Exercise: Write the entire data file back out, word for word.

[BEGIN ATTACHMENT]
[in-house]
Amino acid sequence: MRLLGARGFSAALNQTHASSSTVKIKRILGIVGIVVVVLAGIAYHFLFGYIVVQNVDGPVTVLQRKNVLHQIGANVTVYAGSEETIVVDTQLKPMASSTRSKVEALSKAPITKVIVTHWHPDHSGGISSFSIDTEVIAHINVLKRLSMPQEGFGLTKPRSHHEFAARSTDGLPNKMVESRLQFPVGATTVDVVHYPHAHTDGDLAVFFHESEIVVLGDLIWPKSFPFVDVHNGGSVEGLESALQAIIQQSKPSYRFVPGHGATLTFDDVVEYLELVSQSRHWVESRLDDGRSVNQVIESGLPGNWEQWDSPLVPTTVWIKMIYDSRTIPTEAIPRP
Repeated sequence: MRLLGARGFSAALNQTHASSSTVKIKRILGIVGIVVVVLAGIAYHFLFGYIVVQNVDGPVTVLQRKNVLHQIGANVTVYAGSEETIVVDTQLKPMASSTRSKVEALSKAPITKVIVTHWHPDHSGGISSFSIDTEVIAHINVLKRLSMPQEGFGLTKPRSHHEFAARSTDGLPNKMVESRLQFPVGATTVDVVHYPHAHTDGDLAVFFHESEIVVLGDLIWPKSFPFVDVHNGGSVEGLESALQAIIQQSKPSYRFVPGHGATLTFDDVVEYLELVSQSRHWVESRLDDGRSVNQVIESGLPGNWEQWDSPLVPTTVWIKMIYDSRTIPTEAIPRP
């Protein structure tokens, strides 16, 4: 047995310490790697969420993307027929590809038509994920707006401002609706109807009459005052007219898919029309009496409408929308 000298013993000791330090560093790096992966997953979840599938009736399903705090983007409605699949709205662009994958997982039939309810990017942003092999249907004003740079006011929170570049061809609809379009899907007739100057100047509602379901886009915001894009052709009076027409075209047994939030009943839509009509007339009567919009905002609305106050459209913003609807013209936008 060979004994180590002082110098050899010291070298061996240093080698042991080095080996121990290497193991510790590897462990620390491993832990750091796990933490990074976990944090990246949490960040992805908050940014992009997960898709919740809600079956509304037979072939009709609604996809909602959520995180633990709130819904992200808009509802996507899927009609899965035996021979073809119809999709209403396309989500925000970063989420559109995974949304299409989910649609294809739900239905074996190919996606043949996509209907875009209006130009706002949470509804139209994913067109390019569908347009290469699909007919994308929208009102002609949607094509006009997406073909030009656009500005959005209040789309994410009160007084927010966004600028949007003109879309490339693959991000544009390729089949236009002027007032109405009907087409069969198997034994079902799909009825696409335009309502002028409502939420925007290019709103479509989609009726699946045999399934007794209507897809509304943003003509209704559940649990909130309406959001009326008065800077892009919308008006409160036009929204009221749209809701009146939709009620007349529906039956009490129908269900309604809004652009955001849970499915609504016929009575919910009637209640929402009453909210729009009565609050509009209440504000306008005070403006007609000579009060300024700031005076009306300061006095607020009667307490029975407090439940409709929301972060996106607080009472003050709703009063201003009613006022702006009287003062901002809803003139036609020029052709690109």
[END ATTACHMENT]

[in-house]
Amino acid sequence: MRLLGARGFSAALNQTHASSSTVKIKRILGIVGIVVVVLAGIAYHFLFGYIVVQNVDGPVTVLQRKNVLHQIGANVTVYAGSEETIVVDTQLKPMASSTRSKVEALSKAPITKVIVTHWHPDHSGGISSFSIDTEVIAHINVLKRLSMPQEGFGLTKPRSHHEFAARSTDGLPNKMVESRLQFPVGATTVDVVHYPHAHTDGDLAVFFHESEIVVLGDLIWPKSFPFVDVHNGGSVEGLESALQAIIQQSKPSYRFVPGHGATLTFDDVVEYLELVSQSRHWVESRLDDGRSVNQVIESGLPGNWEQWDSPLVPTTVWIKMIYDSRTIPTEAIPRP
Repeated sequence: MRLLGARGFSAALNQTHASSSTVKIKRILGIVGIVVVVLAGIAYHFLFGYIVVQNVDGPVTVLQRKNVLHQIGANVTVYAGSEETIVVDTQLKPMASSTRSKVEALSKAPITKVIVTHWHPDHSGGISSFSIDTEVIAHINVLKRLSMPQEGFGLTKPRSHHEFAARSTDGLPNKMVESRLQFPVGATTVDVVHYPHAHTDGDLAVFFHESEIVVLGDLIWPKSFPFVDVHNGGSVEGLESALQAIIQQSKPSYRFVPGHGATLTFDDVVEYLELVSQSRHWVESRLDDGRSVNQVIESGLPGNWEQWDSPLVPTTVWIKMIYDSRTIPTEAIPRP
């Protein structure tokens, strides 16, 4: 047995310490790697969420993307027929590809038509994920707006401002609706109807009459005052007219898919029309009496409408929308 000298013993000791330090560093790096992966997953979840599938009736399903705090983007409605699949709205662009994958997982039939309810990017942003092999249907004003740079006011929170570049061809609809379009899907007739100057100047509602379901886009915001894009052709009076027409075209047994939030009943839509009509007339009567919009905002609305106050459209913003609807013209936008 060979004994180590002082110098050899010291070298061996240093080698042991080095080996121990290497193991510790590897462990620390491993832990750091796990933490990074976990944090990246949490960040992805908050940014992009997960898709919740809600079956509304037979072939009709609604996809909602959520995180633990709130819904992200808009509802996507899927009609899965035996021979073809119809999709209403396309989500925000970063989420559109995974949304299409989910649609294809739900239905074996190919996606043949996509209907875009209006130009706002949470509804139209994913067109390019569908347009290469699909007919994308929208009102002609949607094509006009997406073909030009656009500005959005209040789309994410009160007084927010966004600028949007003109879309490339693959991000544009390729089949236009002027007032109405009907087409069969198997034994079902799909009825696409335009309502002028409502939420925007290019709103479509989609009726699946045999399934007794209507897809509304943003003509209704559940649990909130309406959001009326008065800077892009919308008006409160036009929204009221749209809701009146939709009620007349529906039956009490129908269900309604809004652009955001849970499915609504016929009575919910009637209640929402009453909210729009009565609050509009209440504000306008005070403006007609000579009060300024700031005076009306300061006095607020009667307490029975407090439940409709929301972060996106607080009472003050709703009063201003009613006022702006009287003062901002809803003139036609020029052709690109």